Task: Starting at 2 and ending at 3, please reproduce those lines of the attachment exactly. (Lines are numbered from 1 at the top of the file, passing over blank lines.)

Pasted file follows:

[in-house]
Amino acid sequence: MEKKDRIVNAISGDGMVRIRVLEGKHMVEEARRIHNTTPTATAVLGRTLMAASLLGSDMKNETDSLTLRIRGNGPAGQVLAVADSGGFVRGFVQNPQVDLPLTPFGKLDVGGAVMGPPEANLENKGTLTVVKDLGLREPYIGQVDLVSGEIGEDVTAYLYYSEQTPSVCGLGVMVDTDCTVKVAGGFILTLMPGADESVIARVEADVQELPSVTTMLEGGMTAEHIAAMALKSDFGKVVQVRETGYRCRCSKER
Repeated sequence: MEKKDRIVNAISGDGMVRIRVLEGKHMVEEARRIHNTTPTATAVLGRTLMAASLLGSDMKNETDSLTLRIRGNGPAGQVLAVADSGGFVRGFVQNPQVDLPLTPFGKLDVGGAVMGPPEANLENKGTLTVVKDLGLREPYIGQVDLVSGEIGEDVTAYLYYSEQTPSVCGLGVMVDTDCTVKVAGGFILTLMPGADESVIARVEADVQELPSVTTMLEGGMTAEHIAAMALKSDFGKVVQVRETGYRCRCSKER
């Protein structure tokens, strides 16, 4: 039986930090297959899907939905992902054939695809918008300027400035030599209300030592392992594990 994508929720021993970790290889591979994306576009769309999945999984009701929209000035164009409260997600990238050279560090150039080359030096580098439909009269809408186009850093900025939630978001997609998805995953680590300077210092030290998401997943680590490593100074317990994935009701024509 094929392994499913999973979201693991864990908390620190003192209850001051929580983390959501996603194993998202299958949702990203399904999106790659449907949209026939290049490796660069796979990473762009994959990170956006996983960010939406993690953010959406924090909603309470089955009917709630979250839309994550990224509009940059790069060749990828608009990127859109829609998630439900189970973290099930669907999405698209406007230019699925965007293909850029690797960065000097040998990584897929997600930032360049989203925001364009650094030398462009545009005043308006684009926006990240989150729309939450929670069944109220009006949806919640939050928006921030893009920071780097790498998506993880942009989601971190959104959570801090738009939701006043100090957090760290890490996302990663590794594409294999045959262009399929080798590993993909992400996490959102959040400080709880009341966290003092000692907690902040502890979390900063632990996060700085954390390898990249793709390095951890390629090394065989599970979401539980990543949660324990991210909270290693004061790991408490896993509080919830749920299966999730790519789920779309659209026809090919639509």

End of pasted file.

Amino acid sequence: MEKKDRIVNAISGDGMVRIRVLEGKHMVEEARRIHNTTPTATAVLGRTLMAASLLGSDMKNETDSLTLRIRGNGPAGQVLAVADSGGFVRGFVQNPQVDLPLTPFGKLDVGGAVMGPPEANLENKGTLTVVKDLGLREPYIGQVDLVSGEIGEDVTAYLYYSEQTPSVCGLGVMVDTDCTVKVAGGFILTLMPGADESVIARVEADVQELPSVTTMLEGGMTAEHIAAMALKSDFGKVVQVRETGYRCRCSKER
Repeated sequence: MEKKDRIVNAISGDGMVRIRVLEGKHMVEEARRIHNTTPTATAVLGRTLMAASLLGSDMKNETDSLTLRIRGNGPAGQVLAVADSGGFVRGFVQNPQVDLPLTPFGKLDVGGAVMGPPEANLENKGTLTVVKDLGLREPYIGQVDLVSGEIGEDVTAYLYYSEQTPSVCGLGVMVDTDCTVKVAGGFILTLMPGADESVIARVEADVQELPSVTTMLEGGMTAEHIAAMALKSDFGKVVQVRETGYRCRCSKER